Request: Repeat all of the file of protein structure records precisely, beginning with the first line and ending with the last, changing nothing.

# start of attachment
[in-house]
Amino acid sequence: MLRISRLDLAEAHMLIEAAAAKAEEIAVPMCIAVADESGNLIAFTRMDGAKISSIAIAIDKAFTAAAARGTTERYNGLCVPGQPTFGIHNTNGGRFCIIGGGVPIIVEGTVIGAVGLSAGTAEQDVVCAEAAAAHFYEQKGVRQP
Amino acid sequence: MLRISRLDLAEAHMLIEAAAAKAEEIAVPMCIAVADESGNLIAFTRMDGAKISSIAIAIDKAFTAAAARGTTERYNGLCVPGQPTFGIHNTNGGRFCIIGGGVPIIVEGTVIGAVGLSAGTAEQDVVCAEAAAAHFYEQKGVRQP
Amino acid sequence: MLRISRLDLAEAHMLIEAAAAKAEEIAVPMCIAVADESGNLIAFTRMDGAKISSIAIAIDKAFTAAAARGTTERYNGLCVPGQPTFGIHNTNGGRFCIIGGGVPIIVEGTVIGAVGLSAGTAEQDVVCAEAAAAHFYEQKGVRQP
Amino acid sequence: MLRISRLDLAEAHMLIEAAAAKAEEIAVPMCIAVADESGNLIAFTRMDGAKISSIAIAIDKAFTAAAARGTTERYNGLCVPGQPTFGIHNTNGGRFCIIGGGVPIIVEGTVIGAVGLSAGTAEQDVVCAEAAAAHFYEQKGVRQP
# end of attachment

[in-house]
Amino acid sequence: MLRISRLDLAEAHMLIEAAAAKAEEIAVPMCIAVADESGNLIAFTRMDGAKISSIAIAIDKAFTAAAARGTTERYNGLCVPGQPTFGIHNTNGGRFCIIGGGVPIIVEGTVIGAVGLSAGTAEQDVVCAEAAAAHFYEQKGVRQP
Amino acid sequence: MLRISRLDLAEAHMLIEAAAAKAEEIAVPMCIAVADESGNLIAFTRMDGAKISSIAIAIDKAFTAAAARGTTERYNGLCVPGQPTFGIHNTNGGRFCIIGGGVPIIVEGTVIGAVGLSAGTAEQDVVCAEAAAAHFYEQKGVRQP
Amino acid sequence: MLRISRLDLAEAHMLIEAAAAKAEEIAVPMCIAVADESGNLIAFTRMDGAKISSIAIAIDKAFTAAAARGTTERYNGLCVPGQPTFGIHNTNGGRFCIIGGGVPIIVEGTVIGAVGLSAGTAEQDVVCAEAAAAHFYEQKGVRQP
Amino acid sequence: MLRISRLDLAEAHMLIEAAAAKAEEIAVPMCIAVADESGNLIAFTRMDGAKISSIAIAIDKAFTAAAARGTTERYNGLCVPGQPTFGIHNTNGGRFCIIGGGVPIIVEGTVIGAVGLSAGTAEQDVVCAEAAAAHFYEQKGVRQP